Santa Monica Bay Leaking Plugged Oil Wells in Redondo Beach?

Santa Monica bay abondoned oil rigs

What regulators are responsible for initiating an investigation into possible leaking plugged oil wells in Santa Monica Bay that have been ignored for almost 50 years?  These wells were drilled off of Redondo Beach in the mid 1950's and then capped.  How do we know the integrity of these wells are still intact?  It is well known that a capped or plugged well deteriorates and only lasts for 40 yeras.  What regulator in California is responsible for inspecting?  California Department of Conservation?

California’s Central Valley and Coast, there are many communities littered with abandoned oil and gas wells, buried underground and under the ocean.  Some of the wells were never plugged apparently and some may call this natural seepage.  Many of those that were plugged have since failed and are leaking oil, natural gas.  This issue has been largely ignored. Oil and gas wells continue to be permitted without consideration for failing and failed plugged wells. When leaking wells are found, often nothing is done to fix the issue because there are so many issues.

Another community that is being ignored is Santa Monica Bay and the surrounding beach cities of Hermosa Beach, Redondo Beach, Manhattan Beach, El Segundo, and Palos Verdes where tar balls and oil wash up on the beach frequently. The locals report seeing oil and the beaches since the 1970s and just claim it as natural seepage.  However, many of these wells were plugged in the '50s and '60s and have never inspected since.  How do we know they are not leaking and causing all of the oil to wash along the beaches each year.  It often gets reported by the "Drive-By Media" and never gets investigated.  See this example below.

I have been paddling in the ocean for almost 15 years and always notice oil sheen on the water just off the Redondo Beach break-wall very close to where Phillips Petroleum abandoned wells (now owned by ConocoPhillips) are located.  Anyone who paddles in the ocean will tell you it's a common occurrence to see oil in the ocean near these pins in the map (see map below).

Everyone I talk with who grew up in the South Bay claims that the oil here is "natural seepage".  I am skeptical of this theory as I have never seen any documentation, videos, or photographs of the ocean floor at this location proving that it is natural seepage.  I do know there were wells drilled here almost 50+ years ago and they have never been inspected according to Doggr oil well records.

Another problem with steaming wells nearby inland is that there's a chance steam will make its way through uncharted channels underground before coming to the surface in an area not outfitted to receive oil.  Here is an example of Chevron resealing and abandoned oil well from only in 2004 which caused a major oil spill in Bakersfield.  How do we know this isn't also happening here in the South Bay?

Leaking Plugged Oil Wells in Ocean Off Redondo Beach Break-Wall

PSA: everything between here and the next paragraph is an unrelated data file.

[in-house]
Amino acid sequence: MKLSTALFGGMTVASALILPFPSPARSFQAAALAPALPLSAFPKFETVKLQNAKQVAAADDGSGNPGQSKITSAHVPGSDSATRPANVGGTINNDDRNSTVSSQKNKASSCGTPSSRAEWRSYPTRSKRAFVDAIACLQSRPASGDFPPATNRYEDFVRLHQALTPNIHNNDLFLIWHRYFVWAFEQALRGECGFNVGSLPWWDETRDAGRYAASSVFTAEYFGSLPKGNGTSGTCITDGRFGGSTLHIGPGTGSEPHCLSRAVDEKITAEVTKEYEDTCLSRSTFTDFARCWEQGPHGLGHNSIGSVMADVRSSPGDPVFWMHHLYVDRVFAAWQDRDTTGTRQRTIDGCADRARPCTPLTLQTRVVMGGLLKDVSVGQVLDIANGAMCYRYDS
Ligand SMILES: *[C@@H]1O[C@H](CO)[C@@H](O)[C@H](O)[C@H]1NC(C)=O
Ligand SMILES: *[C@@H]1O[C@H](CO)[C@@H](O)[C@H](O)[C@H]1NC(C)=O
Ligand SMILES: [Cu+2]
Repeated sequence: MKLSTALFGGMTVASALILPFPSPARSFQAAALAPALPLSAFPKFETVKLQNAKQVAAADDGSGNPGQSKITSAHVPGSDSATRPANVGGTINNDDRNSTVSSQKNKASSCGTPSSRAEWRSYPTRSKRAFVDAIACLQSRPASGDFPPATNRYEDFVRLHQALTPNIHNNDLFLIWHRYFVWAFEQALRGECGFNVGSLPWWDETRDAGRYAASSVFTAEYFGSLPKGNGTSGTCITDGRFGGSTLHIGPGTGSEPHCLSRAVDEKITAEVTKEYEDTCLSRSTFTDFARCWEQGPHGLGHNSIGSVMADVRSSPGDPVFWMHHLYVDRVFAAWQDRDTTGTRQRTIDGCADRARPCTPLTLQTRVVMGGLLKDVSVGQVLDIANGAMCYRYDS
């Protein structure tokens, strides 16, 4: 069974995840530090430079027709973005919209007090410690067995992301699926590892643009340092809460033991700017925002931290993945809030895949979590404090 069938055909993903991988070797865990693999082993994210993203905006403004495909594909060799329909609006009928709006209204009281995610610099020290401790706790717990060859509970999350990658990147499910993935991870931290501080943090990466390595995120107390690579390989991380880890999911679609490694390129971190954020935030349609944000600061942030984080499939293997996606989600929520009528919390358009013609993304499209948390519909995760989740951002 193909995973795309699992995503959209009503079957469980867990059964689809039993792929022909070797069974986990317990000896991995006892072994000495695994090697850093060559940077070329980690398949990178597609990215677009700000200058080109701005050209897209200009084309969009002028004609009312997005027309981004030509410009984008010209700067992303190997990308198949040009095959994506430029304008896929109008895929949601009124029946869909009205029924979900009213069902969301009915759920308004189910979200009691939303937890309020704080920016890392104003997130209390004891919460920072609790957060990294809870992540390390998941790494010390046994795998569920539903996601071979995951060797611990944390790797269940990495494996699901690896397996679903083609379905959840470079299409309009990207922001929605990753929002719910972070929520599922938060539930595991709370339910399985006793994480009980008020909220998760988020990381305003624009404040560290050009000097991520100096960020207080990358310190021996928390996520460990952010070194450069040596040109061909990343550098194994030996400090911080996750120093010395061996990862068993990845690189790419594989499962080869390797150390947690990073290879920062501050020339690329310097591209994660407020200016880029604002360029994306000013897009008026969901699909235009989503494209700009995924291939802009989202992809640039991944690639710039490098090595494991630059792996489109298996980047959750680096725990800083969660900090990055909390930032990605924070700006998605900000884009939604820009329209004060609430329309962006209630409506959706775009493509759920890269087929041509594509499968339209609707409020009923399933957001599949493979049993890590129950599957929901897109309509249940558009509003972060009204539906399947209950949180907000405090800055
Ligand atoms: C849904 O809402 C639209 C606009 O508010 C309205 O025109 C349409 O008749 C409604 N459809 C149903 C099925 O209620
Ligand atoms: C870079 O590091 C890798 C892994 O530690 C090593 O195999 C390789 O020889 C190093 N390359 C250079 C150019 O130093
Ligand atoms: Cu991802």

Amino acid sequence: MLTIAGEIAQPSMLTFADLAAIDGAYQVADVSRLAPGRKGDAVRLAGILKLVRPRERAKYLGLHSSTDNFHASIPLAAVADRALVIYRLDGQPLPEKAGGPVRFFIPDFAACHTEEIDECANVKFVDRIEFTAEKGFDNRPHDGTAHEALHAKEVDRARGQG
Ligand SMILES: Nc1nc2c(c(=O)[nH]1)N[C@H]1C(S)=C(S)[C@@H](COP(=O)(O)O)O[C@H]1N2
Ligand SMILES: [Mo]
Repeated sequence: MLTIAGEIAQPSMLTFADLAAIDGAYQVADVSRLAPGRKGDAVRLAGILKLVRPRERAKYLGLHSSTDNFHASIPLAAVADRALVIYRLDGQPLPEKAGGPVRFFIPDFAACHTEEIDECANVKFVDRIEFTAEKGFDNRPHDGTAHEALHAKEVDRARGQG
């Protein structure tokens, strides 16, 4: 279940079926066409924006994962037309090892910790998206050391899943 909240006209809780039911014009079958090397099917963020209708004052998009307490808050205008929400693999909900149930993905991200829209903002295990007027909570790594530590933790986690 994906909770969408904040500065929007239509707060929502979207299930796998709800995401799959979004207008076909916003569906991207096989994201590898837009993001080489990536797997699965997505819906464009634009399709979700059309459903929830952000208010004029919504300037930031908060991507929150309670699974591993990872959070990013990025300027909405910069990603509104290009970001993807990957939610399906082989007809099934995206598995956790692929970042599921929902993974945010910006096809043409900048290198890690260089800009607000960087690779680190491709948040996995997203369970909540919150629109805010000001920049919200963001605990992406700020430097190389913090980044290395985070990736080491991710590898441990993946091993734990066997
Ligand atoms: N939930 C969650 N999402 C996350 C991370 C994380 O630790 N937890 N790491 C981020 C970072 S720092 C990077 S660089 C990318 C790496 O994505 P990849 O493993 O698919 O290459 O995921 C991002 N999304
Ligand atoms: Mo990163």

Several articles have been published in the but they are all misleading that the oil is coming from a deep trench and it is natural seepage (this article has been removed from the Easy Reader website).  
"Boaters are paddlers know from experience the fault lies in the 700 foot-deep Redondo Canyon."  
This quote is simply not true which is published in the above article.  

Map of Oil Wells & Oil Seepage Near Redondo Beach Break-Wall

Strava paddle in ocean to leaking oil wells off Redondo Beach
Here is my paddle route today on July 24, 2019

Use This Google Map to Go Visit These Locations on a Boat or Paddleboard

Map of Distances of Abandoned Oil Wells Off Of Redondo Beach Break-Wall 

We have also noticed that every earthquake we have in Southern California seems to trigger even more oil on the beach.  Since the recent large earthquakes in Ridgecrest, we have seen an increase of oil on the beach up and down the coast.

Here is the problem that we see.  Wells plugged prior to 1953 are not considered effective, even by industry standards. Prior to 1950, wells either were orphaned or plugged and abandoned with very little cement. Plugging was focused on protecting the oil reservoirs from rain infiltration rather than to “confine oil, gas, and water in the strata in which they are found and prevent them from escaping into other strata.” Of the wells with drilling dates in the regulatory data, 30% are listed as having been drilled prior to the use of cement in well plugging. With a total of over 245,000 wells in the state database, and considering the lack of monitoring prior to 1950, it’s reasonable to assume there are over 80,000 improperly plugged and unplugged wells in California.

Conoco Phillips plugged oil wells

plugged oil well conoco phillips santa monica bay

plugged oil well conoco phillips santa monica bay
plugged oil well conoco phillips santa monica bay

Tar Balls on Beach

West High School Oil Drilling
Closest Active Drilling Location is at West High School Torrance